yeah pretty much, iv played around with reason for a while now and kind of getting more comfortable with it. but now not sure what direction to go in with equipment etc? should i be worrying about equipment at this point? thanks
nah at this point you dont need to worry about too much equipment right now. youve got the monitors and thats pretty much all you need in the beginning.
what you should be doing is watching/reading loads of tutorials, carefully listening to tracs that are similar to the genre you are making. Try and break them down and figure out how the artist put them together.
start learning how to EQ, and properly mix what youre making.
but to answer youre original question, id look into getting a midi keyboard a little later on.
do you have any tracks made? or any loops that you could post up so we can get an idea of where youre at currently?
well everybody works at their own pace, in their own way, so its kind of hard to say.
what i do is i build a main drum loop, then i'll make a lead of some sort, followed by a basic bassline. from there i make the chorus of the song, then i'll move to the intro and drop. in my mind, by doing it that way, the intro and drop will match better with the chorus. then i just let my mind flow from there.
on the other hand, i know people who will start with just a sub bass and build their track on that.
it relies heavily on your own creativity, which is easy to take control of for some people. but us unlucky ones have to work a little bit harder.
EDIT: also, ive only been producing seriously for about a year now.
yeah man i agree, i spent ages worrying about setup, equipment, hardware, software. too long. as said sit down , get comfortable, watch tutorials, get your drums sorted, EQ, synthesis and get used to your software. it's LONG man believe me!
keep making tunes in reason - save everything though - you might have some bass in one tune thats good and maybe you could use it in another one etc.
It will take time to discover what "works" and doesnt. so be prepared it might take months before anything sounds the way you want it to.
Watch youtube tutorials "boy in a band" will get you up and running quite quickly or youtube (hydlide) for more advanced synth stuff in reason.
Oh and smoke a big bifter when you produce
midi keyboard is the only extra you might need now, possibly a hiquality soundcard (audiophile 2496 cheap as chips, almost, london chips anyway), the only other thing you need, which you cant buy, is a huge amount of hard work, no amount of equipment will improve your sound without that, just keep at it, keep things simple, follow tuts, keep at it till it starts to click....the only time to buy new equipment, is when your ears tell you that something is needed, and you know why you need it and how it will help you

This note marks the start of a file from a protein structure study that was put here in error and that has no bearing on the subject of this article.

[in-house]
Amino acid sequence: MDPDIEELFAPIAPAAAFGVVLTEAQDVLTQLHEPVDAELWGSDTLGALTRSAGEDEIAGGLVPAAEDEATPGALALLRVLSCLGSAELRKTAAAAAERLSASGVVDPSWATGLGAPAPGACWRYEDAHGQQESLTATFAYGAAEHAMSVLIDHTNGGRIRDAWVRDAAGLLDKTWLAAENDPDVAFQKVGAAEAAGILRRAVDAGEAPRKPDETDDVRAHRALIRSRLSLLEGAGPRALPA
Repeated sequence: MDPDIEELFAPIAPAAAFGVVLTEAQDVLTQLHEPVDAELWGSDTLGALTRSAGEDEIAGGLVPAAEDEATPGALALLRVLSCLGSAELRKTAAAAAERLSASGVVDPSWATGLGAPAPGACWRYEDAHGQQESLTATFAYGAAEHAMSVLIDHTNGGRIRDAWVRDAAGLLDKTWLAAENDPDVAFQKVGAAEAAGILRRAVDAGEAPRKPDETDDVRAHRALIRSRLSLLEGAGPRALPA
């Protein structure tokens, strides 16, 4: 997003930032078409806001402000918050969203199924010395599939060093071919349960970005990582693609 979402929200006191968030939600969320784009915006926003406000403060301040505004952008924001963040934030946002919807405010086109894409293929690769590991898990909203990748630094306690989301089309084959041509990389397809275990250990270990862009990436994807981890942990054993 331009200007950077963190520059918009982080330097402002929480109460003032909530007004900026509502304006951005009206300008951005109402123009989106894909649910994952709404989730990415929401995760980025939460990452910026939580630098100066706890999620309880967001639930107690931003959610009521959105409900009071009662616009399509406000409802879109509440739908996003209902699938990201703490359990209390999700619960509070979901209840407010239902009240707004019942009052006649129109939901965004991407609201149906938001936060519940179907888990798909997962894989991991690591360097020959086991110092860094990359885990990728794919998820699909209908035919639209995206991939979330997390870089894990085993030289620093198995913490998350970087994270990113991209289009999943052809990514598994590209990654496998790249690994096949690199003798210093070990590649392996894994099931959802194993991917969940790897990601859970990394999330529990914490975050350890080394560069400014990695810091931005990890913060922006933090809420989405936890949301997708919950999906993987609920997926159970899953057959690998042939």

same boat here as richiestix, i'm mixin down on a 1990's hifi, big pile of shyte (although i used to have some good monitors which definitly helped me learn eq)
ps. forget mac and logic if u have money to spare pfffffffft. PC and Ableton, no contest.
Maybe a MIDI keyboard... it took me a lot of adjusting to get used to it since I not trained on piano and always just used my mouse to do melodies but now it's the only way I compose my melodies because you can get into the emotion and FEEL it better IMO. Also a good sound card either internal or external will be essential if you want to take this seriously. I mean you CAN produce on stock crap cards but the latency and audio bit depth and sample rate are usually shit compared with a proper card / interface.
Reason is fine, espcially if you know other people that use it coz its always good to have people to bounce ideas off and get help, essentially it doesnt matter what software you use, its all down to learning how it works, there are diffrences, but you'll figure that out latter, then you can make a choice based on what you need/want from the software, rather than other peoples opinions
Even though my DAW of choice of Logic I find that the few times I've used Reason it is a very reliable DAW. One advantage I see to Reason is that ability to flip the rack around and route cables yourself, stuff like having the synths LFO modulate effects module parameters in a way that you can't with other DAWs.
In the end it just comes down to your knowledge of the software though. People with software A can do the same as the folks with software B, though the process might be a bit different. If you chose Reason then good for you! Learn it well and post up your tunes!
As for additional gear a midi keyboard and a soundcard will definitely serve you well. The midi keyboard, whether or not it is used to play in stuff, helps immensely in helping you get an idea of the sound you are working with and how the velocity and aftertouch may effect it. The soundcard, well, that pretty much just helps with the sound quality and recording capabilities, as I'm sure you know.